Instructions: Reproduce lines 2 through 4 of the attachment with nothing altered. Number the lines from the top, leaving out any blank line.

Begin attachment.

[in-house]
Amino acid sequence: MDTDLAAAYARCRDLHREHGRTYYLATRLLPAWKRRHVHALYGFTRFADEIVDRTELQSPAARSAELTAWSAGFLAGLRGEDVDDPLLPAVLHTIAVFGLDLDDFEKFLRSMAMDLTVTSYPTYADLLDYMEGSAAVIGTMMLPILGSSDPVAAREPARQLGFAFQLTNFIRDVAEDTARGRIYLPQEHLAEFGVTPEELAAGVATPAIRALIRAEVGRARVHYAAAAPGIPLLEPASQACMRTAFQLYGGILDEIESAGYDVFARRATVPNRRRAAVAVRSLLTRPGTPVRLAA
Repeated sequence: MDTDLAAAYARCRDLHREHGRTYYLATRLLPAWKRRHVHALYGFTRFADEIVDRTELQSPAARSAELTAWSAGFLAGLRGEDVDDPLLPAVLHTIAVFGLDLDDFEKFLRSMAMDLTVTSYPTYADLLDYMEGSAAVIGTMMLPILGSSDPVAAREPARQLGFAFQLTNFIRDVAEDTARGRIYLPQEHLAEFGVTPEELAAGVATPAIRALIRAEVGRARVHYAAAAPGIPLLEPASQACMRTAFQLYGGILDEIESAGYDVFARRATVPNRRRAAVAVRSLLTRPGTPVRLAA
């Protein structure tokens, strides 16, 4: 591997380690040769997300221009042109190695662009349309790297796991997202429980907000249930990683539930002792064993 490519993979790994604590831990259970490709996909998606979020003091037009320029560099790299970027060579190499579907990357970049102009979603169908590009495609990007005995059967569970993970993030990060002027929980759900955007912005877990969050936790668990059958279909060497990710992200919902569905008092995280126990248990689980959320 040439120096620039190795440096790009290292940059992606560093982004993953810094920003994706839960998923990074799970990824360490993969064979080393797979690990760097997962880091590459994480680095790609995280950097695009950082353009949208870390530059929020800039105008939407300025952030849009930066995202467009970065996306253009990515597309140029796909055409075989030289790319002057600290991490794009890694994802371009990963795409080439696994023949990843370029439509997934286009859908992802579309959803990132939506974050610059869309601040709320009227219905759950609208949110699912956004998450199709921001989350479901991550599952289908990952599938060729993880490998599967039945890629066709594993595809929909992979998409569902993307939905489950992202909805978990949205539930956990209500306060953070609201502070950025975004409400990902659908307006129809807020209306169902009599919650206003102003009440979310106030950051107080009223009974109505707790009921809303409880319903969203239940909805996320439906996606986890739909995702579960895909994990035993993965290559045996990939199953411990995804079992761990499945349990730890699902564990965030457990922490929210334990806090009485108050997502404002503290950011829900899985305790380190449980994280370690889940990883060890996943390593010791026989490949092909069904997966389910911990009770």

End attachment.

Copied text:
Amino acid sequence: MDTDLAAAYARCRDLHREHGRTYYLATRLLPAWKRRHVHALYGFTRFADEIVDRTELQSPAARSAELTAWSAGFLAGLRGEDVDDPLLPAVLHTIAVFGLDLDDFEKFLRSMAMDLTVTSYPTYADLLDYMEGSAAVIGTMMLPILGSSDPVAAREPARQLGFAFQLTNFIRDVAEDTARGRIYLPQEHLAEFGVTPEELAAGVATPAIRALIRAEVGRARVHYAAAAPGIPLLEPASQACMRTAFQLYGGILDEIESAGYDVFARRATVPNRRRAAVAVRSLLTRPGTPVRLAA
Repeated sequence: MDTDLAAAYARCRDLHREHGRTYYLATRLLPAWKRRHVHALYGFTRFADEIVDRTELQSPAARSAELTAWSAGFLAGLRGEDVDDPLLPAVLHTIAVFGLDLDDFEKFLRSMAMDLTVTSYPTYADLLDYMEGSAAVIGTMMLPILGSSDPVAAREPARQLGFAFQLTNFIRDVAEDTARGRIYLPQEHLAEFGVTPEELAAGVATPAIRALIRAEVGRARVHYAAAAPGIPLLEPASQACMRTAFQLYGGILDEIESAGYDVFARRATVPNRRRAAVAVRSLLTRPGTPVRLAA
């Protein structure tokens, strides 16, 4: 591997380690040769997300221009042109190695662009349309790297796991997202429980907000249930990683539930002792064993 490519993979790994604590831990259970490709996909998606979020003091037009320029560099790299970027060579190499579907990357970049102009979603169908590009495609990007005995059967569970993970993030990060002027929980759900955007912005877990969050936790668990059958279909060497990710992200919902569905008092995280126990248990689980959320 040439120096620039190795440096790009290292940059992606560093982004993953810094920003994706839960998923990074799970990824360490993969064979080393797979690990760097997962880091590459994480680095790609995280950097695009950082353009949208870390530059929020800039105008939407300025952030849009930066995202467009970065996306253009990515597309140029796909055409075989030289790319002057600290991490794009890694994802371009990963795409080439696994023949990843370029439509997934286009859908992802579309959803990132939506974050610059869309601040709320009227219905759950609208949110699912956004998450199709921001989350479901991550599952289908990952599938060729993880490998599967039945890629066709594993595809929909992979998409569902993307939905489950992202909805978990949205539930956990209500306060953070609201502070950025975004409400990902659908307006129809807020209306169902009599919650206003102003009440979310106030950051107080009223009974109505707790009921809303409880319903969203239940909805996320439906996606986890739909995702579960895909994990035993993965290559045996990939199953411990995804079992761990499945349990730890699902564990965030457990922490929210334990806090009485108050997502404002503290950011829900899985305790380190449980994280370690889940990883060890996943390593010791026989490949092909069904997966389910911990009770």